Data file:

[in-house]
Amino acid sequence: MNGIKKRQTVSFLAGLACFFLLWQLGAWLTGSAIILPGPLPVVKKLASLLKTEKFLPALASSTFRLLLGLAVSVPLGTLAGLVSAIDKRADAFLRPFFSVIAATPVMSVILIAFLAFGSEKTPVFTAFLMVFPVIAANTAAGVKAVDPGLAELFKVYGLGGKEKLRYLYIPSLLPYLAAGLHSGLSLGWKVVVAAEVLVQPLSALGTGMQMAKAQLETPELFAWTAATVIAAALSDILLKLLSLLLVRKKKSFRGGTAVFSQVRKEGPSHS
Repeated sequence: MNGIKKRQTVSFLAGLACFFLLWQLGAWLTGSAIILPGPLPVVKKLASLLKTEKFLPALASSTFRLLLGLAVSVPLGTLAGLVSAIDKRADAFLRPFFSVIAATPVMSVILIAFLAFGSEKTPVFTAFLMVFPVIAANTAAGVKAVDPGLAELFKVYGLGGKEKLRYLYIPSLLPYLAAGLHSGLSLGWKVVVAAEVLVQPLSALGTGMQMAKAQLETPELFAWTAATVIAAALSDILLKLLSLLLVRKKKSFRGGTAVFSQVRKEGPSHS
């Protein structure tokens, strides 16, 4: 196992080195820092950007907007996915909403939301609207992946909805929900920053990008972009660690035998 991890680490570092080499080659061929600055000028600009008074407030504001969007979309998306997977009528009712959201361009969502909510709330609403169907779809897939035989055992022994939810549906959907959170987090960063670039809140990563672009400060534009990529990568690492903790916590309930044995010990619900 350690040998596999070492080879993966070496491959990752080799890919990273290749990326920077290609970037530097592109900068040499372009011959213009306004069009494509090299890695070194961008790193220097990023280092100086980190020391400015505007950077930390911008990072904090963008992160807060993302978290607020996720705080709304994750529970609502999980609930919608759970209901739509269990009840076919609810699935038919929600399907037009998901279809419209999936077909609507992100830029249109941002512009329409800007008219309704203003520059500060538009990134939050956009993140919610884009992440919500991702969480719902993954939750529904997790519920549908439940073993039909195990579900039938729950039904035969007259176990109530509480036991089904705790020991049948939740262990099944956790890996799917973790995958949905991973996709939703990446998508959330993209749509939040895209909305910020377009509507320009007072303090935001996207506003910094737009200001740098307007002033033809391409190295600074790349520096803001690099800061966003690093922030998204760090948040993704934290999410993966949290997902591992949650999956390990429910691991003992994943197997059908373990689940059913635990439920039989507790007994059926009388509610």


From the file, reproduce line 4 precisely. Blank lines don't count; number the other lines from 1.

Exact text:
């Protein structure tokens, strides 16, 4: 196992080195820092950007907007996915909403939301609207992946909805929900920053990008972009660690035998 991890680490570092080499080659061929600055000028600009008074407030504001969007979309998306997977009528009712959201361009969502909510709330609403169907779809897939035989055992022994939810549906959907959170987090960063670039809140990563672009400060534009990529990568690492903790916590309930044995010990619900 350690040998596999070492080879993966070496491959990752080799890919990273290749990326920077290609970037530097592109900068040499372009011959213009306004069009494509090299890695070194961008790193220097990023280092100086980190020391400015505007950077930390911008990072904090963008992160807060993302978290607020996720705080709304994750529970609502999980609930919608759970209901739509269990009840076919609810699935038919929600399907037009998901279809419209999936077909609507992100830029249109941002512009329409800007008219309704203003520059500060538009990134939050956009993140919610884009992440919500991702969480719902993954939750529904997790519920549908439940073993039909195990579900039938729950039904035969007259176990109530509480036991089904705790020991049948939740262990099944956790890996799917973790995958949905991973996709939703990446998508959330993209749509939040895209909305910020377009509507320009007072303090935001996207506003910094737009200001740098307007002033033809391409190295600074790349520096803001690099800061966003690093922030998204760090948040993704934290999410993966949290997902591992949650999956390990429910691991003992994943197997059908373990689940059913635990439920039989507790007994059926009388509610």